Počitelj is a small stone village dating back to medieval times often considered an open-air museum. A visit to Počitelj is one of the best day trips from Mostar. The town itself is situated on a hill with a mediaeval stone castle overlooking everything and surrounded by spectacular scenery. Interestingly, some of the stone houses are still inhabited today
Počitelj is currently on the Tentative List for the World Heritage Register of UNESCO.
How to get to Počitelj: The town is relatively small, so you only need a few hours to explore the entire mediaeval part. That’s why many travellers opt for an organised excursion that combines Pocitelj with Blagaj and the Kravice waterfalls.
If you want to visit Pocitelj on your own, you have 3 options. You can drive, if you have a car, or take a taxi, which will cost you about 60 km, so it’s only worth it if you share the ride.
There’s also a train you can take to the town of Caplina. The taxi from Caplina to Pocitelj costs 6KM and that’s the way I got there. The only issue is that the train from Caplina to Mostar doesn’t leave until around 5 pm, so you have a lot of time you can’t use, which would be quite a waste. As a solution, I found a companion in my hostel for the ride to Pocitelj and we shared the return taxi from Pocitelj to Mostar, for €30Km so the whole trip cost 35KM($20) for each of us including the train ride.
Drežnica came to me as a total surprise. I had already wanted to visit this area when I saw it out of the train window on my way from Sarajevo to Mostar. This and Jablanica, which I’ll talk about a little later.
Drežnica is a small village situated where the River Drezanka meets Neretva, forming a beautiful landscape. The train from Sarajevo passes by here and the railway spans the river, which makes the area even more scenic.
It wasn’t easy to figure out how to visit this place, as it’s mostly visited by passers-by going to Mostar. But there is a train station, (of sorts) so there must be something there, I thought.
After some research and asking numerous FB travel groups, I got the name of Dino from Visit Dreznica homestay and off I went.
The area is worth seeing mainly for the view. If you don’t want to spend half the day just admiring the emerald and turquoise river and mountains, you don’t need to go to Drežnica.
But if you are a nature lover, you can stop there, have a yummy trout and the Riblji restaurant and even stay the night at Visit Dreznica where you can chill, take boat rides and without a doubt be very well taken care of by Dino and his family.
How to get to Drežnica: If you are planning on visiting Drežnica without the car I actually recommend taking a bus from Mostar. The bus will take you all the way to the actual ‘village’ where you will also find a little river beach. When you get on the bus say you are going to the Motel. But you can also arrive by train and just walk. If you are planning to stay at Visit Dreznica then get off by the bridge.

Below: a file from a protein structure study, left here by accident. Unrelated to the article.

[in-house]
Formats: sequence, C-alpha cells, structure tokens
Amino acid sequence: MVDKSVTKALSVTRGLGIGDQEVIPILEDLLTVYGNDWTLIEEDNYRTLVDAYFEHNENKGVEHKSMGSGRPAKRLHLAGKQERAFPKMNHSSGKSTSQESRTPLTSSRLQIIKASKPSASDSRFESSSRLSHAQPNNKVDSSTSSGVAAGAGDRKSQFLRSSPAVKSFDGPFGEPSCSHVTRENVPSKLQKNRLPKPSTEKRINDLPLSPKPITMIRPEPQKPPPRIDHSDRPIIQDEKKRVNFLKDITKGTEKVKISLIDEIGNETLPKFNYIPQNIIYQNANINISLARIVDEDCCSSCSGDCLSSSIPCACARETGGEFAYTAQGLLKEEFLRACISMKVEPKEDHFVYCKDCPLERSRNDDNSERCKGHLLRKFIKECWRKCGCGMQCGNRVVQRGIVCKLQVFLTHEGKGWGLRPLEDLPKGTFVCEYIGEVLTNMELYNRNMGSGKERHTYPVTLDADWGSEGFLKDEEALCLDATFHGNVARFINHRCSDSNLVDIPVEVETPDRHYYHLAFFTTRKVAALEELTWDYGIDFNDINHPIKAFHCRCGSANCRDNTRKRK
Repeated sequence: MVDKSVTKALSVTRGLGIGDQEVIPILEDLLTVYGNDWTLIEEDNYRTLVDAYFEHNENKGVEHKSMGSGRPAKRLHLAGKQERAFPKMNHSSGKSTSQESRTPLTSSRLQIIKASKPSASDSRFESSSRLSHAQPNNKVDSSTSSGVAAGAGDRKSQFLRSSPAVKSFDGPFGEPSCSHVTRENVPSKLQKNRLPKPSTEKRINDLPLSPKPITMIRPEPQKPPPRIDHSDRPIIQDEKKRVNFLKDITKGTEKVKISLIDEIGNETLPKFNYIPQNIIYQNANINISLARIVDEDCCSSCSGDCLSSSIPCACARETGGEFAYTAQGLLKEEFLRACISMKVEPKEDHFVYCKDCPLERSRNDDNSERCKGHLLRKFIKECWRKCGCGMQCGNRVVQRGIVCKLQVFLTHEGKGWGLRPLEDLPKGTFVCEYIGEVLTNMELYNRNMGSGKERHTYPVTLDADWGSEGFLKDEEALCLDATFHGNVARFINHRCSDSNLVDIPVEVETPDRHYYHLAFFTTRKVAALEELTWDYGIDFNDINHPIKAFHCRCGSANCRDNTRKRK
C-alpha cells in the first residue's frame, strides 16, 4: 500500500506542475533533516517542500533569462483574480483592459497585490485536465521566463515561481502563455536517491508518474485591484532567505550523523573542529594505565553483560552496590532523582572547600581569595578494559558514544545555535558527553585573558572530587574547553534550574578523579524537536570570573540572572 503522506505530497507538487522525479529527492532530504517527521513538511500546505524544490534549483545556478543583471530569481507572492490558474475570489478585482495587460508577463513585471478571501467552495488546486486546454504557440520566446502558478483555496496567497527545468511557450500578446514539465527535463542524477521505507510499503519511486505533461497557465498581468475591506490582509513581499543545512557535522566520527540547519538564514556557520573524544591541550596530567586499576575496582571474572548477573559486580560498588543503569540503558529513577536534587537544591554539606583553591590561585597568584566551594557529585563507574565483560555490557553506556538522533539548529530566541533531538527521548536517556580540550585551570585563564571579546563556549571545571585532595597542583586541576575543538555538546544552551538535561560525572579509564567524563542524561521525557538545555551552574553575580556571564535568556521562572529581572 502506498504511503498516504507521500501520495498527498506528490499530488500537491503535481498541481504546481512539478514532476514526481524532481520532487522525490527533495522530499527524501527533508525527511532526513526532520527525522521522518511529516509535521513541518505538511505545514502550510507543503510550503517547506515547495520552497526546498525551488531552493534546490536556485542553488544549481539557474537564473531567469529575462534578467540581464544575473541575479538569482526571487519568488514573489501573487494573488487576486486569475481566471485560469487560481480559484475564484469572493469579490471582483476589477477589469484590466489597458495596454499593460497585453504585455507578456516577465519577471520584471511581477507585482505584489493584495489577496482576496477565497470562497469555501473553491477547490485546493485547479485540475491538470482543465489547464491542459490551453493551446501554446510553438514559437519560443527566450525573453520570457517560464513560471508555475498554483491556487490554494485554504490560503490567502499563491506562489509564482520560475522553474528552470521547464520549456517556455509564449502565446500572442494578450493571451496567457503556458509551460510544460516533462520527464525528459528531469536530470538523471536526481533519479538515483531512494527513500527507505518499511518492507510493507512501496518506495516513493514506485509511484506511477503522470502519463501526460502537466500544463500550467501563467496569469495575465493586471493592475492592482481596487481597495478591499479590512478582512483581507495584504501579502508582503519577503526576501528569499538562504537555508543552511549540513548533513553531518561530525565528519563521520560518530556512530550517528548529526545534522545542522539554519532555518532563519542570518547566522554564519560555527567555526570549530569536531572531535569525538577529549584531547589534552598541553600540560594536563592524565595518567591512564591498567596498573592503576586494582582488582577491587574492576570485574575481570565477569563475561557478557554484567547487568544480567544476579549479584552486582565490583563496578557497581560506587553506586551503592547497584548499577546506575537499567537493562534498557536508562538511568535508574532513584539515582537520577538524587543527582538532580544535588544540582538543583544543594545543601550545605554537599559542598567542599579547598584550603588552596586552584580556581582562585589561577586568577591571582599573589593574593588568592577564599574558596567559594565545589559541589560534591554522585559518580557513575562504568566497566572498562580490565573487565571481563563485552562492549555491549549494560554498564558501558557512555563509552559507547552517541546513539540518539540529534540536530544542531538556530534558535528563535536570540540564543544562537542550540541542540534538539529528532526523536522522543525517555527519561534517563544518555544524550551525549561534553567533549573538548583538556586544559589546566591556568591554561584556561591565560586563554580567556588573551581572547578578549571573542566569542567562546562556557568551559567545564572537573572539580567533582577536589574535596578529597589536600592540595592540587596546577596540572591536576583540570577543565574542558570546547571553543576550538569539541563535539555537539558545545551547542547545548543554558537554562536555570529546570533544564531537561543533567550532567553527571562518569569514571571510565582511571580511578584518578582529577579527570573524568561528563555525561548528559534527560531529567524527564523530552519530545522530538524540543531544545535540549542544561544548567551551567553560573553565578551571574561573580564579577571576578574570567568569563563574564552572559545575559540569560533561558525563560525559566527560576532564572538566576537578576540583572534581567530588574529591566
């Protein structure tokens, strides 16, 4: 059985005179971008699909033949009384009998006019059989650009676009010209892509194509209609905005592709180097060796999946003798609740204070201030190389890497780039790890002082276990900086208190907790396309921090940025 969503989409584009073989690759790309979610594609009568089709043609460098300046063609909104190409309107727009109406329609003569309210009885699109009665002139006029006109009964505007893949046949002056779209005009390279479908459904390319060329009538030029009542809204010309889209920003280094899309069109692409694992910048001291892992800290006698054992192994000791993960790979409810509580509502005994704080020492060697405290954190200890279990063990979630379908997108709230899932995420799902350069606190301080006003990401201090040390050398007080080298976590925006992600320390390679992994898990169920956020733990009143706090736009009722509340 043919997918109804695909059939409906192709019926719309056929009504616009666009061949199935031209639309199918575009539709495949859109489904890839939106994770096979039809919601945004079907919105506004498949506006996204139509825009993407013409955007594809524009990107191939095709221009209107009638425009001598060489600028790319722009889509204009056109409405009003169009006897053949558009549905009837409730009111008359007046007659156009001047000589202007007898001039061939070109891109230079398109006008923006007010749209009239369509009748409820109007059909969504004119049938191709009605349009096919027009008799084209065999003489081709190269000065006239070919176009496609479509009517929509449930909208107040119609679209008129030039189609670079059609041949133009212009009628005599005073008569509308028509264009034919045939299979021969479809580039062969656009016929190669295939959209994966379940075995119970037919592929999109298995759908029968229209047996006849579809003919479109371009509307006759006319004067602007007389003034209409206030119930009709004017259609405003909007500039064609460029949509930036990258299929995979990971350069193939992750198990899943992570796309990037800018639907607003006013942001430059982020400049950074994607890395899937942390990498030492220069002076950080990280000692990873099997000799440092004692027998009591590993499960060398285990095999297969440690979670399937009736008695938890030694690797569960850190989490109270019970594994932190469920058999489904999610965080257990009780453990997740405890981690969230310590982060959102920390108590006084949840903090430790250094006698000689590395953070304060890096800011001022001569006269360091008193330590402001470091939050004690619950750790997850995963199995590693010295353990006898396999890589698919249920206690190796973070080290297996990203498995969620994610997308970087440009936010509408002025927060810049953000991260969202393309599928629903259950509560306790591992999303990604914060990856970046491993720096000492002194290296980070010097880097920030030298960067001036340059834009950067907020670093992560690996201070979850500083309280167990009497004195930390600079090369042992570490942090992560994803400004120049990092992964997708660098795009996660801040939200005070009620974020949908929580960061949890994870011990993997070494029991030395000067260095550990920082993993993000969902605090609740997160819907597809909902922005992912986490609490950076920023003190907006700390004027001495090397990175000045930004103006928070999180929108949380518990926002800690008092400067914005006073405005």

I wasn’t sure if I should include Medjugorje in this list of best day trips from Mostar as this is a very specific destination.
Medjugorje is a popular day trip for Mostar, mainly for religious reasons.
The town of Medjugorje has been a Catholic pilgrimage destination since 1981 when the apparition of the Virgin Mary supposedly took place in the town. Since then, Medjugorje has grown as a travel and pilgrimage destination and today there are many hotels, guesthouses and restaurants in addition to the apparition site.
Medjugorje is a clean and well-kept town, quite different from other destinations in Bosnia and Herzegovina. If you are not religious, you will find the visit to Medjugorje a bit strange. I would say that a trip to Medjugorje only makes sense if you are religious or a very curious person.
How to get to Medjugorje: The best way to get get to Medjugorje is either by organised tour or a taxi. The only way to get there by bus is by changing to Vrgorac.
Stolac and Radimlja
Stolac is an off-the-beaten-track day trip from Mostar, but definitely worth visiting. The town of Stolac is most famous for being close to the medieval necropolis of Radimlja and the stećak tombstones.
These intricate and monumental tombstones dating back to the 15th and 16th centuries are a unique cultural treasure found only in Bosnia and Herzegovina and its neighbouring regions. With around 110 of these remarkable tombstones, Radimlja’s collection garnered UNESCO recognition, earning a spot on the prestigious World Heritage list in 2016 as part of the Stećci Medieval Tombstones Graveyards.
However, the town of Stolac is also very interesting and worth visiting. Stolac itself is a fascinating town, often described as an open-air museum. It boasts a bunch of historical treasures, such as the old town of Stolac with its medieval walls and ancient buildings, including the Begovina and the Husein Captan Mosque.
Beyond its historical charm, Stolac is surrounded by breathtaking natural beauty. The Bregava River flows gently through the town, and the majestic Dinaric Alps offer a breathtaking backdrop.
How to get to Stolac: There are several buses to Stolac that depart from Mostar’s east bus station. Once you arrive in Stolac, you can explore the town, which is a great trip in itself. If you want to visit Radimlja, you can either walk or take a taxi there. I always recommend arranging a return taxi when in Bosnia, as it’s not common to hail one on the street and there are no ride-sharing apps.
This is another of the lesser-known day trips from Mostar, but a very interesting and picturesque one at the same time.